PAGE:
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Maryland Divorce: Fault Based Grounds for Divorce

As stated in the August 15, 2009 blog, Maryland is a hybrid state in that a party filing for an absolute divorce may elect to proceed on fault (contested) or no-fault (uncontested) based grounds. The Maryland Code, Family Law ยง 7-103 states that there are six fault based grounds for an absolute divorce: adultery, desertion, cruelty of treatment, insanity, incarceration and excessively vicious conduct.

Adultery, or voluntary intercourse between a spouse and an individual other than their spouse who is of the opposite sex, is a fault based ground for divorce that requires no waiting period to file. However, while you do not have to show evidence of the actual intercourse between your spouse and his or her paramour you must be able to prove both the opportunity and disposition for the adulterous intercourse to be proven.

In order to file for an absolute divorce based on desertion the desertion must continue for one year uninterrupted before filing, must have been a final and deliberate act, and there must be no reasonable hope of reconciliation. Desertion can be either actual or constructive. Actual desertion occurs when the spouse leaves the home without cause, and constructive desertion occurs when a spouse’s conduct justifies a leaving spouse to do so.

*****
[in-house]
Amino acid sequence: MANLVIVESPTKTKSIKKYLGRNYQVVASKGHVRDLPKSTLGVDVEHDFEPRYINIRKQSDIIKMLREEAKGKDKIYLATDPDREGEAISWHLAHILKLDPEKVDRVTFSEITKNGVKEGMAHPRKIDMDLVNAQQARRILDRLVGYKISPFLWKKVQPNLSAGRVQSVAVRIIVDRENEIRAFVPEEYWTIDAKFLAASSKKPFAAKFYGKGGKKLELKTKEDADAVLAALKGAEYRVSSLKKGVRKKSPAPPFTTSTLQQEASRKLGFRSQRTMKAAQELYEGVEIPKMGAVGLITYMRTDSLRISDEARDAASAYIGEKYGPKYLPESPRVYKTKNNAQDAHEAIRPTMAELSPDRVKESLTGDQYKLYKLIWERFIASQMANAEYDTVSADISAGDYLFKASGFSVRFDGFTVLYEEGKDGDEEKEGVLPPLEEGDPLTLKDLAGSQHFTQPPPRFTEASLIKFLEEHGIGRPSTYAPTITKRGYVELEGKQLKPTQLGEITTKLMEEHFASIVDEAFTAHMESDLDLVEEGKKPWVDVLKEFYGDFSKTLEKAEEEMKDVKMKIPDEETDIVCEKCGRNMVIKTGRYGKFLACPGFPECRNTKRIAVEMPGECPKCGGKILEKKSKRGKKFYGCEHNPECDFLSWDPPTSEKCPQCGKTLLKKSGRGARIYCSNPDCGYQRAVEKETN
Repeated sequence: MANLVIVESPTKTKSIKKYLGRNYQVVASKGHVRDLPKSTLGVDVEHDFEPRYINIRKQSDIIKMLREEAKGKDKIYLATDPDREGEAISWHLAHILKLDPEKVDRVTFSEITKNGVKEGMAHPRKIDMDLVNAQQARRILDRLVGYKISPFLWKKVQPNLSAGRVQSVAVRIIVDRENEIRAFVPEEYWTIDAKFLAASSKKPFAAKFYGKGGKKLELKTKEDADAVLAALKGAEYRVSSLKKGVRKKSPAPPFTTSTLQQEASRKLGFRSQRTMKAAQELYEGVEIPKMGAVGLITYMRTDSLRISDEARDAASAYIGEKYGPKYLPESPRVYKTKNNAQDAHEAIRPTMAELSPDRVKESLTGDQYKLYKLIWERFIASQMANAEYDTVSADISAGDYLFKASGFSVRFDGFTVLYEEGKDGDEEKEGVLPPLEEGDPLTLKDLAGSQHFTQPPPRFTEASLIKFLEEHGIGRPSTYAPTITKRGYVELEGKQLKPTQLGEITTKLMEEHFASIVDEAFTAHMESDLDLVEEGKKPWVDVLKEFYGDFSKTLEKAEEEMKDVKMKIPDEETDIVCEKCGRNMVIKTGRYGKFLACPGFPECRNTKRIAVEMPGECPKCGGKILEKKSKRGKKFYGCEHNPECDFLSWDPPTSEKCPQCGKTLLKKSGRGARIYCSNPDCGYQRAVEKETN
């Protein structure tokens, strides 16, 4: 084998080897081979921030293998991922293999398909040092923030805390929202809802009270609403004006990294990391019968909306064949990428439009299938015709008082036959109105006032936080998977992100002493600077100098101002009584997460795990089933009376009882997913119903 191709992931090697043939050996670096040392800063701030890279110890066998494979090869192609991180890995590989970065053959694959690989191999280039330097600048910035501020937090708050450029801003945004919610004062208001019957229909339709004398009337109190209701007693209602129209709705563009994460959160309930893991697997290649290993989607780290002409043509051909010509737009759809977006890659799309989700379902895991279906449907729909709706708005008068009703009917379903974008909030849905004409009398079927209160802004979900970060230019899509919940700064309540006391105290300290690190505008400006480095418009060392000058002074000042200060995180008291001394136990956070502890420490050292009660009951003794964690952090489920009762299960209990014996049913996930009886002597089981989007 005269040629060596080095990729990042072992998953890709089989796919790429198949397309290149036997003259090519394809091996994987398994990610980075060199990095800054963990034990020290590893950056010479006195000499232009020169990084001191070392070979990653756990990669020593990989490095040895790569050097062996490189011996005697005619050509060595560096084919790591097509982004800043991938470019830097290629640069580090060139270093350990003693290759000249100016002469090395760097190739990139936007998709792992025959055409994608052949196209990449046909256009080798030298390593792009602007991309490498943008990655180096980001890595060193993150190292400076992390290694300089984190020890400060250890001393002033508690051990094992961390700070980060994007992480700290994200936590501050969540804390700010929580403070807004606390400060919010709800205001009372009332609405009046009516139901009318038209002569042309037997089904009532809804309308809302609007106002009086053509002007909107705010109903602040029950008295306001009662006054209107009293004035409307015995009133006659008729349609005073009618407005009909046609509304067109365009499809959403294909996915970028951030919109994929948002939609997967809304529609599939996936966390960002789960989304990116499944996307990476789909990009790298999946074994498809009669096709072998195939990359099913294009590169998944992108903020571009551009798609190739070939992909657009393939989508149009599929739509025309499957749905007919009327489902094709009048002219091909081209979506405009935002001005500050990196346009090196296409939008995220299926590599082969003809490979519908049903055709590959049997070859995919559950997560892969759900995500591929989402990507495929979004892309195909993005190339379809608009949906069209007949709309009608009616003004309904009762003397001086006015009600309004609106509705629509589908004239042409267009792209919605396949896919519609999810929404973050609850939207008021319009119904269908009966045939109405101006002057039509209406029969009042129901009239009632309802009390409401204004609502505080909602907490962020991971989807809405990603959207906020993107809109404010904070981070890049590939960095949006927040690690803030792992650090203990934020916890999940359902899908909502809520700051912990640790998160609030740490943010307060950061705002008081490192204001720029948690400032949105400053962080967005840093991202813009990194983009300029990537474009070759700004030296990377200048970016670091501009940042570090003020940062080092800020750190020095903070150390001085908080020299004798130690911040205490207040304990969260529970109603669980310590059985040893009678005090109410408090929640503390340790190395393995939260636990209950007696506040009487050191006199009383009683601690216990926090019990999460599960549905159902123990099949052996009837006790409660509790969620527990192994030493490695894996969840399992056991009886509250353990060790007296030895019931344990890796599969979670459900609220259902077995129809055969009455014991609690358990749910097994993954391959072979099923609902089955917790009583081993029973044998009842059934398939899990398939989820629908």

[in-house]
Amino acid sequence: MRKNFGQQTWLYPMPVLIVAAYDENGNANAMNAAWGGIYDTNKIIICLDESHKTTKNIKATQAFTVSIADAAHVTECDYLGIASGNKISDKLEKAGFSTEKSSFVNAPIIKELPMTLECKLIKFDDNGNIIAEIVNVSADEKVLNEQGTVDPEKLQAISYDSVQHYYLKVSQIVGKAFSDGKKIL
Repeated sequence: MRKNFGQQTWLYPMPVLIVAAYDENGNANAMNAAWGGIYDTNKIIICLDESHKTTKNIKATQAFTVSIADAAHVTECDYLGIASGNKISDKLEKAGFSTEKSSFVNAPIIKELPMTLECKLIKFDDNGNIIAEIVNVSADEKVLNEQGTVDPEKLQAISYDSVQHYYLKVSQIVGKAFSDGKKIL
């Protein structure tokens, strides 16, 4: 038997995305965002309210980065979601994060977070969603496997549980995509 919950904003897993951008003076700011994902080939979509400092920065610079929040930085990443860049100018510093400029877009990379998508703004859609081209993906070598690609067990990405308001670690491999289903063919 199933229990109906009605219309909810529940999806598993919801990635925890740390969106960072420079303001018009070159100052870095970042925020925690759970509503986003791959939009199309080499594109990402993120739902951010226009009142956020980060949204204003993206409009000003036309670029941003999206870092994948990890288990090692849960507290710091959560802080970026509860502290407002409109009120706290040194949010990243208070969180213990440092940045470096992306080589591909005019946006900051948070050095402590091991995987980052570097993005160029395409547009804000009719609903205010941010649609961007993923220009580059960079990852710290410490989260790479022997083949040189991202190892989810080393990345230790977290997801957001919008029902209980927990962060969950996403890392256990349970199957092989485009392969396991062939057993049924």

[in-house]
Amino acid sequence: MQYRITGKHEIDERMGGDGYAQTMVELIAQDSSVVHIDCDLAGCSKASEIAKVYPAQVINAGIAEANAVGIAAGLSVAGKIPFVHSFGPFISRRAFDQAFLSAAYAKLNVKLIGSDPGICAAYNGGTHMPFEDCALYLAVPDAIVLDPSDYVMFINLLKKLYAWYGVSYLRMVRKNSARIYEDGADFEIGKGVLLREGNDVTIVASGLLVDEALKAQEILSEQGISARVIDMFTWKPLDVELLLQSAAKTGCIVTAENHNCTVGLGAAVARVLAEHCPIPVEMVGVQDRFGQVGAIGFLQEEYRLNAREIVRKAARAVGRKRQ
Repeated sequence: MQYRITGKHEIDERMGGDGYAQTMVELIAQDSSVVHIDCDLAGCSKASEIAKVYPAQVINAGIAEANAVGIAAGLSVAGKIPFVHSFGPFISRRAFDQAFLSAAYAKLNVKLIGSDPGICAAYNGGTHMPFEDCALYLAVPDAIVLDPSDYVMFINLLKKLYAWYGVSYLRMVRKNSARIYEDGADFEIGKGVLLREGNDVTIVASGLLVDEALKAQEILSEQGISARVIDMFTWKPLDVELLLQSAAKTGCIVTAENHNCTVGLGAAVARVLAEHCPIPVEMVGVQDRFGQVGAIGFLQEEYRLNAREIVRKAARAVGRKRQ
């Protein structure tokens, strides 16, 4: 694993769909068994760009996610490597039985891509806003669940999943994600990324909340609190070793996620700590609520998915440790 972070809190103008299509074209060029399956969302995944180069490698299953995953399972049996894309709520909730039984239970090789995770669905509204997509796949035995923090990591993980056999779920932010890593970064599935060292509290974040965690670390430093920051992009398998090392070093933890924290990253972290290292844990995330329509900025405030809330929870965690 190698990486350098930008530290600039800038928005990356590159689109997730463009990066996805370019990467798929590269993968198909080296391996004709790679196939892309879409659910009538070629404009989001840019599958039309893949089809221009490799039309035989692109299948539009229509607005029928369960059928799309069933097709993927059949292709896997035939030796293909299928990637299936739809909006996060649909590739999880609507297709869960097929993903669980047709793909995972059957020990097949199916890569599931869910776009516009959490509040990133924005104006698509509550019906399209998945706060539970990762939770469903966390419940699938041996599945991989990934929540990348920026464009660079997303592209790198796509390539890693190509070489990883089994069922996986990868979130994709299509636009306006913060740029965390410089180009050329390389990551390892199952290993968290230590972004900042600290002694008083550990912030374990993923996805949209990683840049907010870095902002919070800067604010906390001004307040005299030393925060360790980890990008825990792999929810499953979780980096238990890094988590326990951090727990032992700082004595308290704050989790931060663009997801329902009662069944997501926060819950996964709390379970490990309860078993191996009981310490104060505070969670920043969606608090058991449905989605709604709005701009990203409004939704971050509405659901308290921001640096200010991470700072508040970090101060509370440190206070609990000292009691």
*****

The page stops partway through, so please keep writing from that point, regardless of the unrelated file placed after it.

Cruelty of treatment and excessively vicious conduct are both fault based grounds that do not require any waiting period. Both grounds involve acts or a single act of violent conduct. Cruelty of treatment involves conduct that threatens or inflicts bodily harm upon a person or minor child of the parties. Excessively vicious conduct is usually acts of extreme domestic violence and may require a pattern of this violence.

You can file for an absolute divorce on the grounds of insanity if your spouse has been a resident of a hospital or mental facility for three years, two physicians have confirmed that the insanity is incurable and there is no hope of recovery, and you or your spouse has lived in Maryland for two years.

In order to file for a divorce on the grounds of incarceration of your spouse, he or she must have been convicted of a felony or misdemeanor, sentenced to serve at least three years in a penal institution, and already had served one year of that sentence.

For more information, contact Monica Scherer, Esq. at 410-625-4740

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